Objective TROY

Title:                      Objective TROY

Author:                 Scott Shane

Shane, Scott (2015). Objective TROY: A Terrorist, a President, and the Rise of the Drone. New York : Tim Duggan Books

LCCN:    2015016819

HV6430.A5 S53 2015

Subjects

Date Posted:      January 31, 2017

Caveat. Perpendat itaque lector cavendum (civilis).[1]

Reviewed by Hayden B. Peake[2]

The objective was Anwar al-Awlaki; his codename was TROY; the weapon of choice was the drone; the mission was successful. Why was it necessary and was it legal? Investigative journalist Scott Shane addresses these and many related questions in Operation TROY.

Born in the United States, al-Awlaki enjoyed the student life at Colorado State until suddenly giving up engineering for religion in late 1990 during Desert Storm. A gifted orator, he rose rapidly and was soon preaching at a mosque in San Diego before becoming a popular imam of his own mosque in Northern Virginia. After 9/11, the FBI discovered that two of the hijackers had worshipped in al-Awlaki’s San Diego mosque and he became a person of interest. Among other things, the Bureau discovered al-Awlaki’s penchant for prostitutes, which they documented in full. When he learned they knew, he bolted to London and then to Yemen. It was there that he rose to lead al-Qa`ida in the Arabian Peninsula and instigated the Christmas 2009 underwear bomber’s attempt to bring down an airliner. By 2010, he was “openly calling for killing Americans, including civilians” and his slick magazine Inspire and YouTube sermons were winning converts. He was soon added to the “kill list.” (p. 284)

Objective TROY covers the legal, moral, and political elements of that decision from the intelligence, public, and White House perspectives. While the White House remains officially silent about many aspects of the operation, the potential for civilian casualties and the use of drones in general are discussed at length. (p. 285) Shane uses the president’s own speeches and extensive staff interviews to convey the decisionmaking quandaries that presented themselves. Not all the legal issues are resolved, but he quotes the president’s judgment that, “I would have been derelict in my duty had I not authorized the strike that took him out.” (p. 310) But that did not quiet the critics: they insisted that drones were somehow immoral; that al-Awlaki’s effectiveness had not been diminished; and that his legacy persists, inspiring even more jihadis. (p. 302)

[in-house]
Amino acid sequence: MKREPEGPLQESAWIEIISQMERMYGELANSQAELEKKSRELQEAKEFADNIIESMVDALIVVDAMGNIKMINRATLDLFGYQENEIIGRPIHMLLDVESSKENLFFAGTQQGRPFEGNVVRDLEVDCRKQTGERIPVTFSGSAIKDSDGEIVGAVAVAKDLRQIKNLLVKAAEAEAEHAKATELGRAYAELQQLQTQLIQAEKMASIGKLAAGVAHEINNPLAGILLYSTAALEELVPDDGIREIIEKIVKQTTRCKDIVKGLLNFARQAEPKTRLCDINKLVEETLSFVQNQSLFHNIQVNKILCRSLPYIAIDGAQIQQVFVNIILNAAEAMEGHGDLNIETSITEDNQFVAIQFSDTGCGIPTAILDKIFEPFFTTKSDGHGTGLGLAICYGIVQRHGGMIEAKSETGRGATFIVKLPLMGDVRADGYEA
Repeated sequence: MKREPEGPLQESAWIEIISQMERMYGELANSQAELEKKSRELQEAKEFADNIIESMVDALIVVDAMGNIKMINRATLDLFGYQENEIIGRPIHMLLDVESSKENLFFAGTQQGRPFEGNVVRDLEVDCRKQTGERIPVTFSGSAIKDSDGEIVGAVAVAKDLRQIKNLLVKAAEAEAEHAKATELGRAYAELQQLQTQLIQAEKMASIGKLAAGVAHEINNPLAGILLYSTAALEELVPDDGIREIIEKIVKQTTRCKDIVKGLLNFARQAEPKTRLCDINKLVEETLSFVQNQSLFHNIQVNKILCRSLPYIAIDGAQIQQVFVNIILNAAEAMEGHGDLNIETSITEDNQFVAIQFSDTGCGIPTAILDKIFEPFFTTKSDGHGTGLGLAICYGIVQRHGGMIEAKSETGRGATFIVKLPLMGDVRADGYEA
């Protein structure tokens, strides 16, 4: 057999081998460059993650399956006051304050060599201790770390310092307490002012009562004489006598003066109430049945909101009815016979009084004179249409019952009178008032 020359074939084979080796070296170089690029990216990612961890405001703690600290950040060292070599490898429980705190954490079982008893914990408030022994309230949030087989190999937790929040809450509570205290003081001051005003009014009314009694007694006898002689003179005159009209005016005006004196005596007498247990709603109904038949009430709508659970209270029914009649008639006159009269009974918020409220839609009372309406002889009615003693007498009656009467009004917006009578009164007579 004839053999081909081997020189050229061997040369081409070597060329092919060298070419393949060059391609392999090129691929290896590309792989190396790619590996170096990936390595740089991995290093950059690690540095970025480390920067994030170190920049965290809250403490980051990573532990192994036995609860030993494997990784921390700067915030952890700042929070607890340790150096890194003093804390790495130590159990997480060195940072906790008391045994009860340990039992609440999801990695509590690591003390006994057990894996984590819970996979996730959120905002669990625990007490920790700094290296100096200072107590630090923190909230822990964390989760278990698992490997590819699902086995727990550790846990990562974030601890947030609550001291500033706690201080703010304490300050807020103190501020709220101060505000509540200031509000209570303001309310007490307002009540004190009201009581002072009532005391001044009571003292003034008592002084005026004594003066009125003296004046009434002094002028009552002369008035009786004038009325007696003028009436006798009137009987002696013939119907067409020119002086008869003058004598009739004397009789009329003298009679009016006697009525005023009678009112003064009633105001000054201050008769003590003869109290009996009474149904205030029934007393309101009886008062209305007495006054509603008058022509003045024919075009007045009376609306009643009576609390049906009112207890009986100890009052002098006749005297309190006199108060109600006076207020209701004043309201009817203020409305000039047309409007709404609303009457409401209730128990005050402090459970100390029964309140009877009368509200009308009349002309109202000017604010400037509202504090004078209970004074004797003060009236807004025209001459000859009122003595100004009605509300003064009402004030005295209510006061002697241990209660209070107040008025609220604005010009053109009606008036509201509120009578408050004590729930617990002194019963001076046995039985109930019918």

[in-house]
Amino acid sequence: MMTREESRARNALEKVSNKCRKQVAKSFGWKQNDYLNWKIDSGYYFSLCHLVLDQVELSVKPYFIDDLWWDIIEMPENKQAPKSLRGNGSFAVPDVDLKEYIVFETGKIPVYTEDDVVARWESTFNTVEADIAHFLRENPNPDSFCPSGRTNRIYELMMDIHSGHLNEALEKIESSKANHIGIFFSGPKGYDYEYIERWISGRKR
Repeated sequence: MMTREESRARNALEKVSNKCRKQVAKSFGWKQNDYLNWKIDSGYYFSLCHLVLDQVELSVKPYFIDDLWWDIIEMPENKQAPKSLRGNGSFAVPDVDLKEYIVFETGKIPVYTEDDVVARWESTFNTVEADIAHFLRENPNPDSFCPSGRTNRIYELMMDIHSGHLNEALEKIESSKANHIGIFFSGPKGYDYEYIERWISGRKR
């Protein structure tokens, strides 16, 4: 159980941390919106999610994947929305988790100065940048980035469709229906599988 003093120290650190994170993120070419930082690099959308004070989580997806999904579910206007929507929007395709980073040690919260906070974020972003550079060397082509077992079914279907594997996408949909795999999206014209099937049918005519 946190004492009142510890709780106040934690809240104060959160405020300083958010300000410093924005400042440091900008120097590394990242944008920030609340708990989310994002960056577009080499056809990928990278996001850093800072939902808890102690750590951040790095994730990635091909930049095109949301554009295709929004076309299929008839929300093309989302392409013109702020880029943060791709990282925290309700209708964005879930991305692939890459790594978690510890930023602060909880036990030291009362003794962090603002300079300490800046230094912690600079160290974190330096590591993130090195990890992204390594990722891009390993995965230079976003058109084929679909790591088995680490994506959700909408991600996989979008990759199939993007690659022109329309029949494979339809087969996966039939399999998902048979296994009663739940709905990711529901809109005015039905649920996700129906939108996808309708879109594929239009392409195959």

In his efforts to discover “the toxic mix that had turned al-Awlaki into an outlaw” (p. 290) and led to his death, Shane interviewed his associates and family members. Their views on the legality of his death are sobering. Anwar’s younger brother, Ammar, Shane writes, claimed the CIA made a “brazen pitch” to enlist his help finding his brother; he declined. (p. 267) Attempts by a former jihadi who penetrated al-Awlald’s entourage by helping him find another wife also failed. Efforts by other intelligence agencies were extensive but also unsuccessful. In the end it was an unspecified agent who revealed the target’s location. (p. 289)

Objective TROY is a fine account of the al-Awlaki case in all its dimensions.

Reviewed in The Intelligencer[3]

Shane, who covered terrorism for the New York Times, examines Anwar al-Awlaki: an American citizen, imam, and propagandist assassinated by the US under secret order. Awlaki was a fanatic and a traitor, and as a terrorist he became a high value target like any other terrorist—with a drone-borne Hellfire missile settling the score. Shane tells how Awlaki went from peacemaker and post-9/11 White House guest to a Yemen-based instigator of terrorism, including the Fort Hood soldier-shooter Nidal Hasan in November 2009 and Umar Farouk Abdulmutallab, the Underwear Bomber, a month later, and even in death, his online teachings inspired the Boston Marathon bombers and were quoted by ISIS.

Shane struggles to parallel Awlaki and Obama [and not succeeding], turning this account into an inside-the-Beltway hand-wringing reporter’s book. Objective Troy is a moral challenge of how one handles terrorism when terrorists emerge from our midst.

[1] On occasion, personal loyalties and opinions can be carved in stone and defended with a vengeance — at times with some venom thrown in. In these situations, the actual importance of the subject matter is dwarfed by the amount of aggression expressed. Retain a sense of proportion in all online and in-person discussions. [From The Intelligencer: Journal of U. S. Intelligence Studies.]

[2] Peake, Hayden in The Intelligencer: Journal of U.S. Intelligence Studies (22, 2, Spring 2016, p. 121). Hayden Peake is the Curator of the CIA’s Historical Intelligence Collection. He has served in the Directorate of Science and Technology and the Directorate of Operations. Most of these reviews appeared in recent unclassified editions of CIA’s Studies in Intelligence, Other reviews and articles may be found online at http://www.cia.gov

[3] The Intelligencer: Journal of U.S. Intelligence Studies (21, 3, Fall/Winter 2015, p. 135 ).

 

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